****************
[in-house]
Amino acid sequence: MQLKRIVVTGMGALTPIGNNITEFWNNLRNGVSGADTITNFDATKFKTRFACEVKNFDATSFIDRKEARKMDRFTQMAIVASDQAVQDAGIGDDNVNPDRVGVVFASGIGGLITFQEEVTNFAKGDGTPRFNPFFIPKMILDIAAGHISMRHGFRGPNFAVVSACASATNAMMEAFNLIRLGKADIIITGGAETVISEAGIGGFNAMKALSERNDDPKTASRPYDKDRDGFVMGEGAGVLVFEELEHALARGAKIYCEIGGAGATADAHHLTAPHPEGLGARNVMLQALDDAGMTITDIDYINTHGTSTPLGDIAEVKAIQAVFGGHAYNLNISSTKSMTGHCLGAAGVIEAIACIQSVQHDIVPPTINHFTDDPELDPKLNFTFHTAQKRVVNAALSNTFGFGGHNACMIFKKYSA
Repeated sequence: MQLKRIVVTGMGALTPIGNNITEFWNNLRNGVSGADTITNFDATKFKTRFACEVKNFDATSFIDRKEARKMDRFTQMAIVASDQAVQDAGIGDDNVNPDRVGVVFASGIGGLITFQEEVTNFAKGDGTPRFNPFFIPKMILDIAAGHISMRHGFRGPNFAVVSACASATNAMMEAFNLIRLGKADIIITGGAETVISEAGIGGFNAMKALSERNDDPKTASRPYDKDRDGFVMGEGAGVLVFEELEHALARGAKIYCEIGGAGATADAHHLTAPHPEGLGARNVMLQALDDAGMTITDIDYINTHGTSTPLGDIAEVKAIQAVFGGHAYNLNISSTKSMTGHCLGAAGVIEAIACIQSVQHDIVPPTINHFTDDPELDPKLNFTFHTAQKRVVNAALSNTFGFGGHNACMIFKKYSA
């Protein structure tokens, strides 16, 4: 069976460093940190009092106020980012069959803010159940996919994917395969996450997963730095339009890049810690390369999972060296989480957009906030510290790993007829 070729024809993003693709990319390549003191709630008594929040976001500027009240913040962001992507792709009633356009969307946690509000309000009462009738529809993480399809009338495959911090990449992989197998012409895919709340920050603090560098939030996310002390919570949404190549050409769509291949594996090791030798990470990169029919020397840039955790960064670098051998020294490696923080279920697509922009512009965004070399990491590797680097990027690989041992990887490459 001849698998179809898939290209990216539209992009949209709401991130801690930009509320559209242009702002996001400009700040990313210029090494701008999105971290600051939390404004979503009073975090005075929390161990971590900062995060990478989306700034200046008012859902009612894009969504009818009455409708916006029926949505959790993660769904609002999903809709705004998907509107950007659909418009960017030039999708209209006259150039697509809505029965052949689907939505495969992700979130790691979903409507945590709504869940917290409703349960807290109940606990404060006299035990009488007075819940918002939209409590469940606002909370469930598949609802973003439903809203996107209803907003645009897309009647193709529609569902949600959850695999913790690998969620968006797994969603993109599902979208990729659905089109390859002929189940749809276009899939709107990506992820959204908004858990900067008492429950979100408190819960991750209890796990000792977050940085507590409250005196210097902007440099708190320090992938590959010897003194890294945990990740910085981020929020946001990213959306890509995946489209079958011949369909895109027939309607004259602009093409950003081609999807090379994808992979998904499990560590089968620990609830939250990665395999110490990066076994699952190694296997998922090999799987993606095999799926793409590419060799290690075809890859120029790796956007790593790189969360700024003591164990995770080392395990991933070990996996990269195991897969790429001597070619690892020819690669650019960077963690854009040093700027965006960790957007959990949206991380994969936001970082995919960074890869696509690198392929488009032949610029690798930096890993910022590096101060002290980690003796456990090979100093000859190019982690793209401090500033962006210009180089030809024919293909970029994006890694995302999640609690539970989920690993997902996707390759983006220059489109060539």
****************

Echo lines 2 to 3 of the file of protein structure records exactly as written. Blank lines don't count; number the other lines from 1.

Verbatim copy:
Amino acid sequence: MQLKRIVVTGMGALTPIGNNITEFWNNLRNGVSGADTITNFDATKFKTRFACEVKNFDATSFIDRKEARKMDRFTQMAIVASDQAVQDAGIGDDNVNPDRVGVVFASGIGGLITFQEEVTNFAKGDGTPRFNPFFIPKMILDIAAGHISMRHGFRGPNFAVVSACASATNAMMEAFNLIRLGKADIIITGGAETVISEAGIGGFNAMKALSERNDDPKTASRPYDKDRDGFVMGEGAGVLVFEELEHALARGAKIYCEIGGAGATADAHHLTAPHPEGLGARNVMLQALDDAGMTITDIDYINTHGTSTPLGDIAEVKAIQAVFGGHAYNLNISSTKSMTGHCLGAAGVIEAIACIQSVQHDIVPPTINHFTDDPELDPKLNFTFHTAQKRVVNAALSNTFGFGGHNACMIFKKYSA
Repeated sequence: MQLKRIVVTGMGALTPIGNNITEFWNNLRNGVSGADTITNFDATKFKTRFACEVKNFDATSFIDRKEARKMDRFTQMAIVASDQAVQDAGIGDDNVNPDRVGVVFASGIGGLITFQEEVTNFAKGDGTPRFNPFFIPKMILDIAAGHISMRHGFRGPNFAVVSACASATNAMMEAFNLIRLGKADIIITGGAETVISEAGIGGFNAMKALSERNDDPKTASRPYDKDRDGFVMGEGAGVLVFEELEHALARGAKIYCEIGGAGATADAHHLTAPHPEGLGARNVMLQALDDAGMTITDIDYINTHGTSTPLGDIAEVKAIQAVFGGHAYNLNISSTKSMTGHCLGAAGVIEAIACIQSVQHDIVPPTINHFTDDPELDPKLNFTFHTAQKRVVNAALSNTFGFGGHNACMIFKKYSA